Chinese students strive to learn English to enhance futures

By Melanie Yamaguchi


More Chinese are learning English as a key to a fulfilling life. Chinese children learn English as early as two years old, according to China Daily. All Chinese students are required to study it in school and pass various English examinations, but many use it as a tool for studying abroad and gaining a competitive edge in the work force.

An advertisement for a private English training school uses "Better English Better Life" as a tagline for its business. Photo by Melanie Yamaguchi

In addition to the required English courses that Chinese students take in high school, some students enroll in private English training schools to further their knowledge.

“English is widely used all over the world,” said Fiona Xing, English instructor at Global Education VIP Learning Center in Shanghai. “Students want to go to countries where English is the official language.”

Global Education VIP Learning Center provides private English lessons to help Chinese people improve their language abilities. Students at this school enroll for the purpose of studying in countries such as the United States, England and Australia, where English is the primary language.

At Global Education VIP Learning Center, 10 2.5-hour sessions typically cost up to 12,800 Yuan or an equivalent of about $2,000.

New Oriental Education and Technology Group, founded in 1993, is the largest private educational service in China with 13 million student enrollments. Almost 600 learning centers are available to help prepare students for overseas study.

New Oriental’s website specifically states that it “offers education for a lifetime, teaching skills that give students a crucial competitive advantage in the workplace and help improve their quality of life.”

Vala Wang, a public relations student at Shanghai International Studies University, said she hopes to study abroad eventually. Wang learned English earlier than most other Chinese students. She became particularly interested in English as a young child and but started studying it more seriously in middle school. Cultural awareness was always the motivating factor behind her early interest.

Screenshot for New Oriental Education and Technology Group's Official English website

“Learning English would give me a chance to go abroad and communicate with other people by myself,” Wang said. “It would also help me have a more worldwide view, which is important to opening the doors to other cultures and knowing more about the world.”

While knowing some English beforehand is beneficial toward studying abroad, studying abroad can also improve students’ English skills. Putting what students learn in class to practical use and communicating with English speakers is sometimes the best way to improve language abilities.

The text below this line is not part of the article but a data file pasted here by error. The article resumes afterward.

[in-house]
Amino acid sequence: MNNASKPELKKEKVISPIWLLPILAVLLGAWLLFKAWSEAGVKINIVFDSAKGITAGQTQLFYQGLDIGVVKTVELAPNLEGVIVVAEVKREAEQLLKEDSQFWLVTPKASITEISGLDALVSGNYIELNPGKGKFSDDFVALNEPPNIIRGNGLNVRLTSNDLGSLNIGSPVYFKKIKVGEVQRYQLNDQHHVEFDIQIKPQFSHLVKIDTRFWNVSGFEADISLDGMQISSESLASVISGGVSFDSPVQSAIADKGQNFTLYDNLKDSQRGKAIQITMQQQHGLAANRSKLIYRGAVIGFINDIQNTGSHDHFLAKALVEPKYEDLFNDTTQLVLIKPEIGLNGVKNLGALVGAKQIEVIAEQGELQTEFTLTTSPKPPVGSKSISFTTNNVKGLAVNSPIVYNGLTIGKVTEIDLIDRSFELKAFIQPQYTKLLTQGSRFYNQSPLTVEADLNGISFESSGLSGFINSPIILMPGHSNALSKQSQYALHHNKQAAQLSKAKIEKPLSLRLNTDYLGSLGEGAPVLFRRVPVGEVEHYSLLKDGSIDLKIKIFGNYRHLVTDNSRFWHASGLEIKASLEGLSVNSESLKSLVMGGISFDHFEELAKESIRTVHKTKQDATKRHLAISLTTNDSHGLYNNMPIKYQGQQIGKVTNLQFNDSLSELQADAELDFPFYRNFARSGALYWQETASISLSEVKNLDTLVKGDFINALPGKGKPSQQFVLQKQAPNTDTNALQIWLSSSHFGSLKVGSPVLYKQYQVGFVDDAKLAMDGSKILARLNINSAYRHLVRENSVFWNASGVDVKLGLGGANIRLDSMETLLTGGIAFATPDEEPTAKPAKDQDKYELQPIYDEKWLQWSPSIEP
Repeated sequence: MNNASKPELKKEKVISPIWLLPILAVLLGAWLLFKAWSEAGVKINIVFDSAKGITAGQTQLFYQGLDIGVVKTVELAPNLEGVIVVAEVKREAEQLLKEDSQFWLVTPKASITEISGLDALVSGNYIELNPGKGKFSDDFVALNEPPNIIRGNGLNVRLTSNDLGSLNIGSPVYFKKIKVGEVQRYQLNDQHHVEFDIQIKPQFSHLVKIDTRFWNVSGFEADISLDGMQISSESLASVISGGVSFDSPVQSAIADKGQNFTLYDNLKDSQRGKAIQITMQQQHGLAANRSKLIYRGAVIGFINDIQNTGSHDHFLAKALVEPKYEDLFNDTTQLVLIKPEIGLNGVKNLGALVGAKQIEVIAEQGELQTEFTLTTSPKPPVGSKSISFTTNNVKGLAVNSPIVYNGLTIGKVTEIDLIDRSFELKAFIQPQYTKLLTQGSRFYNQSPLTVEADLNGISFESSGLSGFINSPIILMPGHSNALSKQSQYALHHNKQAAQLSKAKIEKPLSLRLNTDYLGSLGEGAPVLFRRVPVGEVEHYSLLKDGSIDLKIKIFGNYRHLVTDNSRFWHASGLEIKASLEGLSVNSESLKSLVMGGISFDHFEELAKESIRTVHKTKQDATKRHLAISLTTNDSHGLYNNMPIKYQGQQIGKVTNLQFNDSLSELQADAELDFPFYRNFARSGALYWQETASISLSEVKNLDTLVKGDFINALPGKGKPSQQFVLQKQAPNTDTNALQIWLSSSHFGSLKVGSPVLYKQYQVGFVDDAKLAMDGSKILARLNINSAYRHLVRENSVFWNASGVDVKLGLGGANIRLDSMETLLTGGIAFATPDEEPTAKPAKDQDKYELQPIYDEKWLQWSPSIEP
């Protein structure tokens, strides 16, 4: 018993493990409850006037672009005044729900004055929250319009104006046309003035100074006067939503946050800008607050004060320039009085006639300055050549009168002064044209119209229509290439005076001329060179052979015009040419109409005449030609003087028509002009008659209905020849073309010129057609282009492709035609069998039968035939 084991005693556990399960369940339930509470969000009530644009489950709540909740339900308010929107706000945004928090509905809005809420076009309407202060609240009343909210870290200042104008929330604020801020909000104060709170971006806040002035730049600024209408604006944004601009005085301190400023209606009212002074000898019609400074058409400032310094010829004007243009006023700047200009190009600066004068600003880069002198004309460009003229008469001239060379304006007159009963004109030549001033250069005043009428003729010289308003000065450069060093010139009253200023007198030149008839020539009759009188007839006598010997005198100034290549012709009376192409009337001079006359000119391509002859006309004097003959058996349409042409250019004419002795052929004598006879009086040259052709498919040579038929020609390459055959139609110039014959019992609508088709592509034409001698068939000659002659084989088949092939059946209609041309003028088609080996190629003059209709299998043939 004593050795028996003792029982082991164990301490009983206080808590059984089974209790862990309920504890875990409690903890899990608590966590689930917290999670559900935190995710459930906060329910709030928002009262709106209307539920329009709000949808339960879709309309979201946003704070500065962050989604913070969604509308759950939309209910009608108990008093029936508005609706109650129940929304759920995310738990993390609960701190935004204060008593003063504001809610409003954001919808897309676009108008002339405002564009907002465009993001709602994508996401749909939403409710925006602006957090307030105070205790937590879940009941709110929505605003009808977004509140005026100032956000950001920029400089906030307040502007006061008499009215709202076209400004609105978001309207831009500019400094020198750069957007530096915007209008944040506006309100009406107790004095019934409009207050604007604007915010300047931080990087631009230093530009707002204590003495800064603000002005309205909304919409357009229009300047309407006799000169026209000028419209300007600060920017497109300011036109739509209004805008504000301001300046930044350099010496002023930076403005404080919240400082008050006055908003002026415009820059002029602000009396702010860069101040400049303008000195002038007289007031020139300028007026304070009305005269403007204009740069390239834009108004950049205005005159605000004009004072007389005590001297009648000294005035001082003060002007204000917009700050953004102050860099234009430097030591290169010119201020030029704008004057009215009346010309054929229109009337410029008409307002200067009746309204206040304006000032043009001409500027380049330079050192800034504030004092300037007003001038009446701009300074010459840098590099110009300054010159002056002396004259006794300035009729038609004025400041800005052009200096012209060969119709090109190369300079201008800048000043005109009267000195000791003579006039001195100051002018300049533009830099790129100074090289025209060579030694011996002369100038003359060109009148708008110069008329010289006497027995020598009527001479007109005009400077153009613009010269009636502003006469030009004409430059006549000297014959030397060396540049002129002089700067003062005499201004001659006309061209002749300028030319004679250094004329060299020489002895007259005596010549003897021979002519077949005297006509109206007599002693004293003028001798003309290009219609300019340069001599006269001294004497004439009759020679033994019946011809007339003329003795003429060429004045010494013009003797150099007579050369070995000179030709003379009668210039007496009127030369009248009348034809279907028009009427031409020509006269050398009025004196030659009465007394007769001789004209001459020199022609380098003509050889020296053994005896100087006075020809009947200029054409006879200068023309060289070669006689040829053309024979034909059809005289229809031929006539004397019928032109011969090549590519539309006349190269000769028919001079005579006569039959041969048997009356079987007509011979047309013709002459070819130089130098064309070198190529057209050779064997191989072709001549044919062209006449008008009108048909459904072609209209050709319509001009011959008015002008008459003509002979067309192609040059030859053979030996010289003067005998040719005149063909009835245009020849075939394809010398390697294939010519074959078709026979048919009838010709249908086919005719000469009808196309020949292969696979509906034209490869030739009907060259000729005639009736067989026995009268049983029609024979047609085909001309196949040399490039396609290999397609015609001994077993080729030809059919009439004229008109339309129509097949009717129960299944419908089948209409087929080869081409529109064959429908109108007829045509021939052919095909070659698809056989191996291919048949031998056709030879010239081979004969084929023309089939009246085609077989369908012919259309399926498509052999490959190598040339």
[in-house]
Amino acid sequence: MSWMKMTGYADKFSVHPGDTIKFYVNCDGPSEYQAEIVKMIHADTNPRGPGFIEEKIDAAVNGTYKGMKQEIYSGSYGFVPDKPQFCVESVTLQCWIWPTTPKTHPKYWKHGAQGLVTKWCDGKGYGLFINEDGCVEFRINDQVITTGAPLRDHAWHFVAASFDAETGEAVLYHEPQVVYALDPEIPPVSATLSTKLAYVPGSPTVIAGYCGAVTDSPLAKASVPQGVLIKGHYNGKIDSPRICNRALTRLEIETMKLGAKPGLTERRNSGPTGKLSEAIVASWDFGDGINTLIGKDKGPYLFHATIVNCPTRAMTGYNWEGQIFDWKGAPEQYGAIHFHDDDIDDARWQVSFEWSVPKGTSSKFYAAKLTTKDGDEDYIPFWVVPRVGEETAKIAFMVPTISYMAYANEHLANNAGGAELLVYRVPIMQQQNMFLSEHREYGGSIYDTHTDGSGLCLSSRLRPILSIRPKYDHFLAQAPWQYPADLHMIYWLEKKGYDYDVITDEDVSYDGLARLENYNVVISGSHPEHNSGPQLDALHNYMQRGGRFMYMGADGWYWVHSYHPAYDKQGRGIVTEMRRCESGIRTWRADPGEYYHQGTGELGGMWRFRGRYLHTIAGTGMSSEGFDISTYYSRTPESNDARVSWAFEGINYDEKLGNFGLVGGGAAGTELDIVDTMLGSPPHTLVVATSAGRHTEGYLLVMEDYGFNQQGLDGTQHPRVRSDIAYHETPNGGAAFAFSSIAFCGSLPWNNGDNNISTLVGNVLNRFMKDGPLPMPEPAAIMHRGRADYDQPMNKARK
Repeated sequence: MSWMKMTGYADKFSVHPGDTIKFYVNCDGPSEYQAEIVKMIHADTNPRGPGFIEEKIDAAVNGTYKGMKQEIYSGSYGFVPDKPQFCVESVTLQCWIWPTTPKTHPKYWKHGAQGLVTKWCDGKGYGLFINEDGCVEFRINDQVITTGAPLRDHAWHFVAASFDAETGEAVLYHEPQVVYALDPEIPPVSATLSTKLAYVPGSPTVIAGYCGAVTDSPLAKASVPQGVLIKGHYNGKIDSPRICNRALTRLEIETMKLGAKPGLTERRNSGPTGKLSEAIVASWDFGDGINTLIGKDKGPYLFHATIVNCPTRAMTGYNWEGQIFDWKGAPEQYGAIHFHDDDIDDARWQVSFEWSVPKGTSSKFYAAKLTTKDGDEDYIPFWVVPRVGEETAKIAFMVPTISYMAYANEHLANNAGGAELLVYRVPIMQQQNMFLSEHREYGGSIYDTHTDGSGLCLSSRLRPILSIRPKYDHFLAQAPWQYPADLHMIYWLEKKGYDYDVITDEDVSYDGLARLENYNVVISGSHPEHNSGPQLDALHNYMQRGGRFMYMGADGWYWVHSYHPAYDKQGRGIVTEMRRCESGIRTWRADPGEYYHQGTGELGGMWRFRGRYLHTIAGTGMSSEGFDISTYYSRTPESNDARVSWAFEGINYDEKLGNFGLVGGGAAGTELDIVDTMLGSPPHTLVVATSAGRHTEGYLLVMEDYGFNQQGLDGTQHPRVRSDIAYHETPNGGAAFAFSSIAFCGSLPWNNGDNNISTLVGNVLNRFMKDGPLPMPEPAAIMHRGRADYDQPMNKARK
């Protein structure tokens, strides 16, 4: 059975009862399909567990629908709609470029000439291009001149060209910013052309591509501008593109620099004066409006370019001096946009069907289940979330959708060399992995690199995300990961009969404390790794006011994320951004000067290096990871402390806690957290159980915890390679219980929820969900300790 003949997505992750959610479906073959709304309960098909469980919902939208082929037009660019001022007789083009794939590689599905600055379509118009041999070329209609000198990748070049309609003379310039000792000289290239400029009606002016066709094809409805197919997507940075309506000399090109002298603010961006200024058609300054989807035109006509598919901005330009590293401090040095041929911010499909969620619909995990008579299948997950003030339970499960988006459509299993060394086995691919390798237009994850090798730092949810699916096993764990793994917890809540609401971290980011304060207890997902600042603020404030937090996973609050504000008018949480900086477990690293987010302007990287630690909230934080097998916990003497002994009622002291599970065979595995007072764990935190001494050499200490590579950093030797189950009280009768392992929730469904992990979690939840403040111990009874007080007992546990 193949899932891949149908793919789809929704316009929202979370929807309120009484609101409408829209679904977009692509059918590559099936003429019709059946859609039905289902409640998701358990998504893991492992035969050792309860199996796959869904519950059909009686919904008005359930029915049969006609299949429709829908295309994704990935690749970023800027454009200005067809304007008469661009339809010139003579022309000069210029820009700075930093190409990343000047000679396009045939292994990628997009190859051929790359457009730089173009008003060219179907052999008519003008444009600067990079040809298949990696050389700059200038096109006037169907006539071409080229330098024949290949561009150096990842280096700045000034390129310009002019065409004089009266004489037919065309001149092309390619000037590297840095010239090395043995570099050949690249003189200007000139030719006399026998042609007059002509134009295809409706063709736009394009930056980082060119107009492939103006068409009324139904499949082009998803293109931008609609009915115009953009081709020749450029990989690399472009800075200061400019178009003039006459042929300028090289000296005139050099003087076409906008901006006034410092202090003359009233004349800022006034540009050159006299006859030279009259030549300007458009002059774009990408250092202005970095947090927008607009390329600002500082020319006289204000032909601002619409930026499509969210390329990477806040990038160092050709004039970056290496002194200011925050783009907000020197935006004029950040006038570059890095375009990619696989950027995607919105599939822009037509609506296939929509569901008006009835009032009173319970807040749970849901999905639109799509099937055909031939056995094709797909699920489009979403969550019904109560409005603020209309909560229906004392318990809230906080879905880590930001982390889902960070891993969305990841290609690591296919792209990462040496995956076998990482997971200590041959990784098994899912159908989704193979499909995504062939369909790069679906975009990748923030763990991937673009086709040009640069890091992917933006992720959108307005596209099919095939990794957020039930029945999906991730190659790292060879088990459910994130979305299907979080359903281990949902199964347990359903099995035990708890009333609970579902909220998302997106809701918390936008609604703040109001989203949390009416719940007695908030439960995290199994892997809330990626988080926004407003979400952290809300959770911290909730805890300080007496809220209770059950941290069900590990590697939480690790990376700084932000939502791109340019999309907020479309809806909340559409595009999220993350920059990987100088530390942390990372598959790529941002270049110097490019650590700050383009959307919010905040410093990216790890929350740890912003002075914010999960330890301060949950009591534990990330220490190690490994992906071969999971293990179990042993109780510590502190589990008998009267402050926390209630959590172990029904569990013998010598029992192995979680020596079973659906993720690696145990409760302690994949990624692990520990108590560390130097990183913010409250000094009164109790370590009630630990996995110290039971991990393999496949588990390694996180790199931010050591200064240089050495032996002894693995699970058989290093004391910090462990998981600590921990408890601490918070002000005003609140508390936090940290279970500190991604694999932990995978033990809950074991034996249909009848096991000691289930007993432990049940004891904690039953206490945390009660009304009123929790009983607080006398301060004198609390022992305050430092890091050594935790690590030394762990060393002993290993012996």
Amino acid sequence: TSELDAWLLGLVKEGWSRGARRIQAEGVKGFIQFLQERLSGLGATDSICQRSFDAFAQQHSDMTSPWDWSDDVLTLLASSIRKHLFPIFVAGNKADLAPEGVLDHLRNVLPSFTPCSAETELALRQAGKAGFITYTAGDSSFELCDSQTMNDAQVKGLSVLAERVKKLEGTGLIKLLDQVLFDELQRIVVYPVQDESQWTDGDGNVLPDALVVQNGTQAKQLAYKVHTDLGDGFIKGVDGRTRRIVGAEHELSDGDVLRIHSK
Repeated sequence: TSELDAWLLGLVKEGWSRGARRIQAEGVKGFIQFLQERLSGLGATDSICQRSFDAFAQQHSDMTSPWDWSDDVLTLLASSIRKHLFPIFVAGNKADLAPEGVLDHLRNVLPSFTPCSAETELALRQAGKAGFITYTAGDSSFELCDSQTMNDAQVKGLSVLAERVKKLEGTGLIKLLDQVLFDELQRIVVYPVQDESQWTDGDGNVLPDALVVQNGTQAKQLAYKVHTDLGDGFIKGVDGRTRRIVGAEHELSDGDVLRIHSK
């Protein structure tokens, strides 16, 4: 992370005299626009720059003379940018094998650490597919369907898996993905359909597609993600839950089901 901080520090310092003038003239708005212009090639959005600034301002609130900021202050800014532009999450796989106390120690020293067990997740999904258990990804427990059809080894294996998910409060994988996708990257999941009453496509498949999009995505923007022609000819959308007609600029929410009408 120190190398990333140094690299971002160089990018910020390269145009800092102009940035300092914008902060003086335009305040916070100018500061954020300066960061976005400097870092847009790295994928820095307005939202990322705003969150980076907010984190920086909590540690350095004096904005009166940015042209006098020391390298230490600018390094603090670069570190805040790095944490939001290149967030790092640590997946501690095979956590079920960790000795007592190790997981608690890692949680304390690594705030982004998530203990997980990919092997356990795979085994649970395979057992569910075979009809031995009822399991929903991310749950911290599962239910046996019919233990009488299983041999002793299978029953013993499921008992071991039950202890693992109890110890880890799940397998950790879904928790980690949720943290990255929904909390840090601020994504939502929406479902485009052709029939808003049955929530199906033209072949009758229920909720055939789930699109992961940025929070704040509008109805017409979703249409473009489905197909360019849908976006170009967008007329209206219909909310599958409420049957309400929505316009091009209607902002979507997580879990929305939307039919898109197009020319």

Although Wang hasn’t studied abroad yet, she enjoys traveling out of the country and speaking English. She said that she knows many other Chinese students who have a difficult time speaking English because they seldom communicate with others in English.

“In our English classes, we just do the papers and correct the answers and then show the correct answers and that’s all,” said Wang. “We don’t have too much communication practice.”

Knowing English also helps Chinese to succeed in life after college. For example, many people work for Chinese companies that deal with foreign relations or require employees to work abroad.

Xi Rui Kang, adviser for the Shanghai Branch of China State Construction Energy Corporation, first learned English in high school. He eventually became fluent after working for 16 years for CSCEC in the Middle East, where he communicated with others in English. When he returned to China, knowing English was still advantageous for his work.

“In Shanghai, a lot of investors are from foreign countries,” Kang said. “For all of these companies, the staff needs to speak English.”

The bigger cities in China such as Shanghai and Beijing start pushing the English education at an earlier age, especially since most of the businesses and tourist attractions are in these areas. It’s no surprise that it’s easier to find more English-speaking Chinese in these areas than the rural parts of China.

But many Chinese from all over the country have one goal in common: to learn English as fully as possible to help them attain the Chinese Dream.

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